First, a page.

COVID-19 May Be Associated with High Burden of Severity in Patients with Lung Cancer

June 20, 2020
Hannah Slater
Hannah Slater

In this examination of 102 patients with lung cancer and COVID-19, researchers found that COVID-19 is associated with high burden of severity in this patient population.

A recent analysis found that the coronavirus disease 2019 (COVID-19) is associated with high burden of severity in patients with lung cancer.

The study, published in Annals of Oncology, also suggested that patient-specific features, rather than cancer-specific features or treatments, are the greatest determinants of severity in this patient population.

“Our results characterize COVID-19 in patients with lung cancers, highlighting both the urgent vulnerability of patients with lung cancer during this pandemic as well as the persistently critical need to continue, and drive improvements in, optimal cancer care,” the authors wrote.

Researchers examined 102 consecutive patients with lung cancer and a confirmed diagnosis of COVID-19 at a single center from March 12 to May 6, 2020. Thresholds of severity were defined a priori as hospitalization, ICU/intubation/DNI (a composite metric of severe disease including ICU stay, intubation and invasive mechanical ventilation, and/or transition to do not intubate [DNI]), or death. Recovery was defined as >14 days from COVID-19 test and >3 days since symptom resolution.

In patients with lung cancer, COVID-19 was found to be particularly severe (62% hospitalized, 25% died). However, although severe, COVID-19 accounted for a minority of overall lung cancer deaths during the pandemic (11% overall).

“This finding amplifies the importance of maintaining urgent focus on the needs of patients with cancer and optimizing cancer care within the context of the local prevalence of SARS-CoV-2 infection,” the authors wrote.

Notably, the course of infection in patients with lung cancer was longer and more severe than what has been reported thus far in the general US population. Approximately a third of patients experienced a milder outpatient course, two thirds required hospitalization, and a quarter died.

Determinants of COVID-19 severity were generally patient-specific features, including smoking status and chronic obstructive pulmonary disease: Those with a median 23.5 pack-years demonstrated higher odds, compared with never smokers ([OR, 2.9; 95% CI, 1.07-9.44] vs [OR, 3.87; 95% CI, 1.35-9.68]). Additionally, cancer-specific features, including prior thoracic surgery/radiation and recent systemic therapies, did not impact severity.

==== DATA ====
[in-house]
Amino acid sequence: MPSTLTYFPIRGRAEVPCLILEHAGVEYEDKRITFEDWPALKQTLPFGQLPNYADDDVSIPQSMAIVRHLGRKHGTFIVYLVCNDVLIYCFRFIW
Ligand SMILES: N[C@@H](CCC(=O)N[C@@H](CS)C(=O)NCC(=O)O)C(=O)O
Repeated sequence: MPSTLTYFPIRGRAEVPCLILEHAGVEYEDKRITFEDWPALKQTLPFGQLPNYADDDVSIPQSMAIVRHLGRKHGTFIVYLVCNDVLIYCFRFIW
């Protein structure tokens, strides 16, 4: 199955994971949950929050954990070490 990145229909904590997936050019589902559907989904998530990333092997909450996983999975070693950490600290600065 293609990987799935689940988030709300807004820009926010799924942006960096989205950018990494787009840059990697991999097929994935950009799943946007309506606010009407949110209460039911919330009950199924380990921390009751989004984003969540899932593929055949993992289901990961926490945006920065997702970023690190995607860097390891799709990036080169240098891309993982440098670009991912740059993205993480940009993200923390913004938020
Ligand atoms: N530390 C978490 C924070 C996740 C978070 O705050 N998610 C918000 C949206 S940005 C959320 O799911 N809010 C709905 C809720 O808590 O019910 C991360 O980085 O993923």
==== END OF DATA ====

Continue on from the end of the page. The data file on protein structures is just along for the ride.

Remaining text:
“Our findings suggest that risk factors leading to lung cancer and its related chronic medical conditions, rather than cancer itself or cancer-directed treatments, are the primary drivers of severity of COVID-19 in patients with lung cancers,” the authors wrote.

Moreover, HLA supertypes were largely similar in mild or severe cases of COVID-19 compared to non-COVID-19 controls. However, the investigators suggested that future studies with larger sample sizes will be necessary to precisely define the impact of HLA alleles on the severity of COVID-19.

Most patients studied recovered from COVID-19, including 25% patients who initially required intubation. Even further, absence of COPD, absence of CHF, and fewer pack-years smoked were predictors of attaining recovery.

Importantly, consistent with previously published data, hydroxychloroquine did not improve COVID-19 outcomes among hospitalized patients.

Given the smaller sample size of this study, which affects the ability to perform adjustments for multiple possible confounders, researchers indicated that larger sample sizes and cohorts are needed to affirm the generalizability of these results.

Reference:

Luo J, Rizvi H, Preeshagul IR, et al. COVID-19 in patients with lung cancer. Annals of Oncology. doi:10.1016/j.annonc.2020.06.007